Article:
The family of an 85-year-old woman who died last year has sued a Catonsville nursing home, saying video shot by her daughter-in-law shows that the staff ignored her cries of pain for more than an hour.
The lawsuit, filed this week in Baltimore County Circuit Court, accuses ManorCare Health Services-Woodbridge Valley of negligence and alleges that records kept by Esther Gray's nurses conflict with what the video shows.
"Despite the repeated notes in Mrs. Gray's chart that she was not in pain, video footage of Mrs. Gray taken on August 17, 2014 shows Mrs. Gray moaning and screaming in pain, and for assistance to get to the bathroom, for an extended period of time (over an hour) while her alarm bell sounds, with no healthcare provider at ManorCare-Woodbridge coming to her aid," the lawsuit states.
Staff at the facility on North Rolling Road referred questions Tuesday about the lawsuit to the public relations department of HCR ManorCare, a nursing home and rehabilitation facility operator, which released a statement saying it is the company's policy not to comment on pending litigation.
"The center has a history of providing quality care and remains committed to delivering this care to the patients they serve," the Toledo, Ohio-based company said in a statement. "ManorCare is currently in compliance with all state and federal health care regulations."
HCR ManorCare, one of the nation's largest health care providers, operates eight facilities in the Baltimore region, including several in Towson and one each in Baltimore, Catonsville, Pikesville and Rossville, according to its website.
The company has been accused of violations of the Federal False Claims Act in a separate civil lawsuit. The suit, later joined by the Justice Department, alleges that the company provided medically unnecessary rehabilitation services to Medicare patients. The company said in a statement that it disagrees with the allegations and was only fulfilling its duty to patients.
Gray, a retired Social Security Administration worker, was transferred to ManorCare's Woodbridge Valley location from Mercy Medical Center after falling in her home in July, according to the lawsuit, which alleges she also suffered unexplained injuries, including a fractured arm, at the facility.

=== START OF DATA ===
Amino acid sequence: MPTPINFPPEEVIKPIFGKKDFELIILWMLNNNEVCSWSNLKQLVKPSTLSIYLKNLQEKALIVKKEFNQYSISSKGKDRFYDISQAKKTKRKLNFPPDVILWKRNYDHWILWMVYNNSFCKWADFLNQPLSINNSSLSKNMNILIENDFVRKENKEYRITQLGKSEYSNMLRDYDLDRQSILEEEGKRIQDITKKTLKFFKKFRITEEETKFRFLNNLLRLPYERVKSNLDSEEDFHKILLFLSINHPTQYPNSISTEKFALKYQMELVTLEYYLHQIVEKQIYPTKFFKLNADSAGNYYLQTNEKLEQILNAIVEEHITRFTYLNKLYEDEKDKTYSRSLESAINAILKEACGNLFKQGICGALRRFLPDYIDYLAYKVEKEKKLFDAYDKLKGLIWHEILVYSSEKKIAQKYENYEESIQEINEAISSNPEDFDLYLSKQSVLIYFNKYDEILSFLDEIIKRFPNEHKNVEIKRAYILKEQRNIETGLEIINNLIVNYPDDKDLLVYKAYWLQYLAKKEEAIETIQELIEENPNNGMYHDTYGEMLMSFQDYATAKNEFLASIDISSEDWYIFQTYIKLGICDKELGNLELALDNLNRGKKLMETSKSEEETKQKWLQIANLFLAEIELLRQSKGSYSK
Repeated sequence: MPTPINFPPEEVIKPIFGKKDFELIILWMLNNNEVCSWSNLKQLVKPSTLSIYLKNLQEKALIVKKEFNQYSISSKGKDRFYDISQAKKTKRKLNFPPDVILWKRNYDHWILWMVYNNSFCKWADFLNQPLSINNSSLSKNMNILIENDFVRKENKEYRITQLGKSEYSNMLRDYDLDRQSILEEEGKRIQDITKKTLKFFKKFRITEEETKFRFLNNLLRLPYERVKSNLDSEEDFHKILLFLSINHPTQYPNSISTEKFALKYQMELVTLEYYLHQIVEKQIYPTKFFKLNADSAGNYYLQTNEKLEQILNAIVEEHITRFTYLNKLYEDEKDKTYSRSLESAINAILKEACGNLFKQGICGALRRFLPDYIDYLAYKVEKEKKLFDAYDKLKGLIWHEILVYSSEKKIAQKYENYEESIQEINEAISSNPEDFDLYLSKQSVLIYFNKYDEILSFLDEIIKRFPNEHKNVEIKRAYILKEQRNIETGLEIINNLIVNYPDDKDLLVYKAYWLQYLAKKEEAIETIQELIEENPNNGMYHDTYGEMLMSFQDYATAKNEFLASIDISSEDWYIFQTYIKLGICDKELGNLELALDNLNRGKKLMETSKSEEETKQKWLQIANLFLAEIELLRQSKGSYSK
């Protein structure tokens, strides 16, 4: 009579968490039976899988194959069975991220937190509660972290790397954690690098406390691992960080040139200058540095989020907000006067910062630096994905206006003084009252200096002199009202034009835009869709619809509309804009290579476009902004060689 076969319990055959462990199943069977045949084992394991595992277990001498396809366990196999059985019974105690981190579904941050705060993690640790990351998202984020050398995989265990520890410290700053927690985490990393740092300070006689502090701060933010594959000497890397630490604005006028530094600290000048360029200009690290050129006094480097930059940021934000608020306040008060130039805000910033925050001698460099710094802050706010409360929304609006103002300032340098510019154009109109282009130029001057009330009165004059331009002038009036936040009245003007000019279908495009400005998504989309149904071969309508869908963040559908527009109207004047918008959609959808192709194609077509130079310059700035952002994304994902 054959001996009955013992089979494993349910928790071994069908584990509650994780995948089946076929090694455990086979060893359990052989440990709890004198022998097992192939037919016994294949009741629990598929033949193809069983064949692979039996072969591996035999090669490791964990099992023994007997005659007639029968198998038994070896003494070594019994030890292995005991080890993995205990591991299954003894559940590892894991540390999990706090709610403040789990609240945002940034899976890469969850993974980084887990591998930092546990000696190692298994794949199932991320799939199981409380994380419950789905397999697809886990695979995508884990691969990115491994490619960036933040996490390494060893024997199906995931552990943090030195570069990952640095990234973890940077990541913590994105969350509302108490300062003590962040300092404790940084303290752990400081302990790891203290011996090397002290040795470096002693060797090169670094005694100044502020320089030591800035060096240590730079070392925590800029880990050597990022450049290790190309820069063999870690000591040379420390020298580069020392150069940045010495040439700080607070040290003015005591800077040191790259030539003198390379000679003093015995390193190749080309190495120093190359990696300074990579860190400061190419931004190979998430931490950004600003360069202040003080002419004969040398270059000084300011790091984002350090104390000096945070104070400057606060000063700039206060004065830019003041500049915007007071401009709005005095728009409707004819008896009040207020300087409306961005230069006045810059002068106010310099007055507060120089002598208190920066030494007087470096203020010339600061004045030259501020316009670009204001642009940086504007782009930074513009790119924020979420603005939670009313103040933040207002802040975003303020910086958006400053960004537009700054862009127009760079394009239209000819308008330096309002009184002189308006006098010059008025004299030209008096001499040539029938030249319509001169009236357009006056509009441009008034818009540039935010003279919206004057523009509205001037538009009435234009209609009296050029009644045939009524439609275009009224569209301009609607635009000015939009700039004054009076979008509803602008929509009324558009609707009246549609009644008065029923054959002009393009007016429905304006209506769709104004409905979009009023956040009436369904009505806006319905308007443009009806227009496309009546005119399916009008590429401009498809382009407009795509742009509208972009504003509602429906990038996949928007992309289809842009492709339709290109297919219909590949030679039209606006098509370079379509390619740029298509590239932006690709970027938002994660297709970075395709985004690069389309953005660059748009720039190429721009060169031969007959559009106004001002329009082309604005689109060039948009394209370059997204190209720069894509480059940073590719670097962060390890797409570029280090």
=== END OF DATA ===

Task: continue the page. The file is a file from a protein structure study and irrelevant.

The video was shot by Gray's daughter-in-law, Yvette Johnson, and shows Johnson attempting to get help from the facility's staff.
Gray died 30 hours after the video was shot, and her family alleges that negligence led to her death. Attorney David Ellin, who is representing the family, said he plans to seek $30 million in damages.
According to Ellin, Johnson filed a complaint with state regulators about ManorCare.
In a May letter to Johnson, Jennifer Cole, a health facility surveyor with the state Office of Health Care Quality, wrote that she had conducted a survey inspection at the nursing home between May 12 and May 14.
"Based on my survey efforts, I was not able to directly prove your concerns," Cole wrote. "However, other care areas were identified and brought to the attention of the facility."
Ellin said the state should reopen the complaint. On June 10, Ellin sent state regulators the video footage and Gray's ManorCare chart, which he wrote "does not at all jibe with the video footage."
Christopher Garrett, a spokesman for the state Department of Health and Mental Hygiene, said he could not comment on whether the state would reconsider the complaint, citing federal regulations that require surveys to be unannounced.